[The patient interactions in this post are amalgams of hundreds of patient encounters over my career. They are not accurate depictions of any encounter with any single patient.]
“I don’t like taking medicines.”
All physicians hear some form of this opinion very frequently. Even more frequently, patients don’t state this view outright but rely on it to completely subvert their doctor’s plans.
When I was new to practice such an utterance would shock and confuse me.
“I don’t want to take any medicines,” a patient would declare.
“That’s fine,” I would reassure my interlocutor. “It’s a free country. No one is going to force you to take medicines. But you should know that I’m a primary care doctor. I don’t do surgeries or procedures. I diagnose and treat medical problems, usually with medications. I’m not saying you have to change your opinion. I’m just saying you might be in the wrong place. You’re like the vegan bursting into the butcher shop to declare that you don’t want to buy meat.”
I’ve heard some version of this aversion to medications hundreds of times. Over the years I’ve also realized that it is usually adopted by patients without any serious reflection.
“I’d like to be on the fewest medications as possible,” a patient with diabetes, heart disease, high cholesterol, and high blood pressure would announce.
“Well, the fewest medications you can take is 0. Should we just stop them all?”
Lots of patients adopt this anti-medication preference in the absence of any evidence or serious thought. A strong preference without analysis or evidence is simply a bias. (When I have a strong preference in the absence of evidence, it’s a philosophy; when other people have it, it’s a bias.)
Now, some biases are harmless. I like Folgers instant coffee (black), and you like vanilla Frappuccino. I bicycle; you jog. That’s all great. But if a bias threatens to worsen your health, it deserves a little attention. Some thinking might be useful to either confirm it as a belief you want to live by, or discard it to the cognitive ash heap.
The problem with the anti-medication bias is that most doctors are too busy to argue with you. Let’s say your cholesterol is extremely high. Your doctor might recommend attempts at exercise and weight loss for a few months. After that if your cholesterol is unimproved she may recommend a cholesterol-lowering medication. She may or may not have time to mention that this medication has been proven to prevent strokes and heart attacks in patients with high cholesterol. She might or might not mention the rare and usually tolerable side effects you might expect. But if all she hears from you is “I’m already taking too many medicines,” she may do the expedient thing, which is to document your refusal to take cholesterol medicine and leave it at that. If you’re lucky, she’ll readdress this again in more detail in a future visit. If you’re unlucky the future visit will be when she sees you in the emergency department during a heart attack.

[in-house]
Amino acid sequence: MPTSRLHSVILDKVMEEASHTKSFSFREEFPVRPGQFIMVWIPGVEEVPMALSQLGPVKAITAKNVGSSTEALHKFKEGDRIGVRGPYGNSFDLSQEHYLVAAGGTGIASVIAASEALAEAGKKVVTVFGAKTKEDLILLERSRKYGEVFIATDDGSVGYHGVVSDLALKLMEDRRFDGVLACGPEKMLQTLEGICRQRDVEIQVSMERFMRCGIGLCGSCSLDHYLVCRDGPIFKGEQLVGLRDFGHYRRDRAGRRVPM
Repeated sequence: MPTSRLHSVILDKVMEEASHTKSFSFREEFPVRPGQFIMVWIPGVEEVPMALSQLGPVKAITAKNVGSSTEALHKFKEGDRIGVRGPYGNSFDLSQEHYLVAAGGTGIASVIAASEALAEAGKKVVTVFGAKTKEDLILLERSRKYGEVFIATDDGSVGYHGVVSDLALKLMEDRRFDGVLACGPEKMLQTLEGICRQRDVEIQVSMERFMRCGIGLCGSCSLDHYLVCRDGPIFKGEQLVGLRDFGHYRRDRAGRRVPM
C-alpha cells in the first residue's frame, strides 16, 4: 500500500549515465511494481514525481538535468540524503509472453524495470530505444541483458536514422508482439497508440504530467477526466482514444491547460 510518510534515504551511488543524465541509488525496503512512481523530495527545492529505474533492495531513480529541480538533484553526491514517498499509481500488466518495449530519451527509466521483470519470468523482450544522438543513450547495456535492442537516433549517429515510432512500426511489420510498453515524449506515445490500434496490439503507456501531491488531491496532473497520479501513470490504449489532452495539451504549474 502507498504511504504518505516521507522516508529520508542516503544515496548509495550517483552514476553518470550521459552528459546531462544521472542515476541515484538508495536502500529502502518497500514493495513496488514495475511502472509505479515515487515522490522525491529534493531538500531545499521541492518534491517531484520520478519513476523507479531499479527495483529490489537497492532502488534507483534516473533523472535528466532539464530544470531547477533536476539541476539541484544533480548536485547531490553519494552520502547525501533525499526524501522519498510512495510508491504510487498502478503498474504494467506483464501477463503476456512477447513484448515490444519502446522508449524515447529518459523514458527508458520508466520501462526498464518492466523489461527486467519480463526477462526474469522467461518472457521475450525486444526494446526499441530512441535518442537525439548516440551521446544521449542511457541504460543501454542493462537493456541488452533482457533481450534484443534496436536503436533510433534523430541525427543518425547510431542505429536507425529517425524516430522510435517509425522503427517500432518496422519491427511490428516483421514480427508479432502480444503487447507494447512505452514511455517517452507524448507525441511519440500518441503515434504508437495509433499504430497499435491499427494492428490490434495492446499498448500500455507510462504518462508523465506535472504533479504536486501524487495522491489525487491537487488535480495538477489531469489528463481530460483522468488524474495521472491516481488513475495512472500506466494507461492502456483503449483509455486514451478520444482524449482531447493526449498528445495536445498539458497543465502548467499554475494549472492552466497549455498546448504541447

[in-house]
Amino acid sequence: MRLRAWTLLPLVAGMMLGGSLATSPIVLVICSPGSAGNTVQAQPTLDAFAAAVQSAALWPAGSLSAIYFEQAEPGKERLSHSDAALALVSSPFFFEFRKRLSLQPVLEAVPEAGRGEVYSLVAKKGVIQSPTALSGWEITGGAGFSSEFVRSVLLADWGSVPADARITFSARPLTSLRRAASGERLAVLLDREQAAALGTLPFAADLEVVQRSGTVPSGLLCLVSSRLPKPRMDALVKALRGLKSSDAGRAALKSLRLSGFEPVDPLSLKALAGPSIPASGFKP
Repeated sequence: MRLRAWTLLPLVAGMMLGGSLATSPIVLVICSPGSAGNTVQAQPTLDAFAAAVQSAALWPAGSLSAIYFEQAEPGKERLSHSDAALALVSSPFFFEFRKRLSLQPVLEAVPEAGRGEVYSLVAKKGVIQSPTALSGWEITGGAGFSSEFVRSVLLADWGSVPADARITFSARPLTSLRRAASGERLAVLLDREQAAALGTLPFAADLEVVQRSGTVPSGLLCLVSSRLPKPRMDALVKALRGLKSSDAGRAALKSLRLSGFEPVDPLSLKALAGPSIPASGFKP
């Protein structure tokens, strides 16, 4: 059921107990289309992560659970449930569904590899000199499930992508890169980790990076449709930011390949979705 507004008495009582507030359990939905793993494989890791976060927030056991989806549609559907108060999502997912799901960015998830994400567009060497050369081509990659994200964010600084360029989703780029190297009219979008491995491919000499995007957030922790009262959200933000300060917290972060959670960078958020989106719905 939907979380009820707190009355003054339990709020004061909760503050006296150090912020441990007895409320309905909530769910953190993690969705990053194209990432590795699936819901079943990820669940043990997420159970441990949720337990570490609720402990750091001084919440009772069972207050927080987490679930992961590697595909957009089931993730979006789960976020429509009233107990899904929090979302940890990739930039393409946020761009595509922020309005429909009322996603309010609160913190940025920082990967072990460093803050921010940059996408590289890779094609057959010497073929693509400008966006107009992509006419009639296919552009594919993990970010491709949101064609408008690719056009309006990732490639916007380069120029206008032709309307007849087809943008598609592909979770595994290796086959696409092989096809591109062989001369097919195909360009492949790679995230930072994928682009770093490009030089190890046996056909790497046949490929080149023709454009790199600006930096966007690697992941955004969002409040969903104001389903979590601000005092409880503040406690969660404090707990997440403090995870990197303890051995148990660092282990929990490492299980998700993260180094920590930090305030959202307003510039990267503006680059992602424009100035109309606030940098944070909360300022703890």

Because I have more time to spend with each patient than most doctors, I have a lot of experience in trying to understand and overcome this anti-medication bias. I certainly don’t advocate compensating with the opposite bias by taking as many medications as possible. (A small number of patients do seem to believe that there is a pill for everything that ails them. That’s a subject for a different post.) My suggestion instead is that each medication be judged on the basis of its own benefits and harms. You don’t want to minimize the medicines that you take; you want to benefit from all the medicines whose benefits to you exceed the harms.
Now, don’t get me wrong. There are certainly good reasons not take a medication. You might develop a side-effect. Discuss that with your doctor. Some side-effects diminish with time. Some are annoying but not dangerous. But obviously some are intolerable and might be a good reason to stop taking a medication. So by all means balance the risks, the expense, and the side effects of medications against their benefits, but don’t make a decision before even doing the calculation.
Of course balancing these issues takes time and thought. It requires that the patient be willing to ask important questions (“What side effects should I expect?”) and express any apprehensions. It requires that the doctor answer the questions and make sure the patient understands why the medication is being recommended. That is more difficult and less efficient than writing a prescription and bolting to the next patient.
So please help me eradicate the anti-medication bias. Your health might improve, and you’ll save your doctor a headache or 2. Which reminds me, I need some ibuprofen.
Albert Fuchs, MD, FACP, graduated from the University of California, Los Angeles School of Medicine, where he also did his internal medicine training. Certified by the American Board of Internal Medicine, Dr. Fuchs spent three years as a full-time faculty member at UCLA School of Medicine before opening his private practice in Beverly Hills in 2000. Holding privileges at Cedars-Sinai Medical Center, he is also an assistant clinical professor at UCLA's Department of Medicine. This post originally appeared at his blog.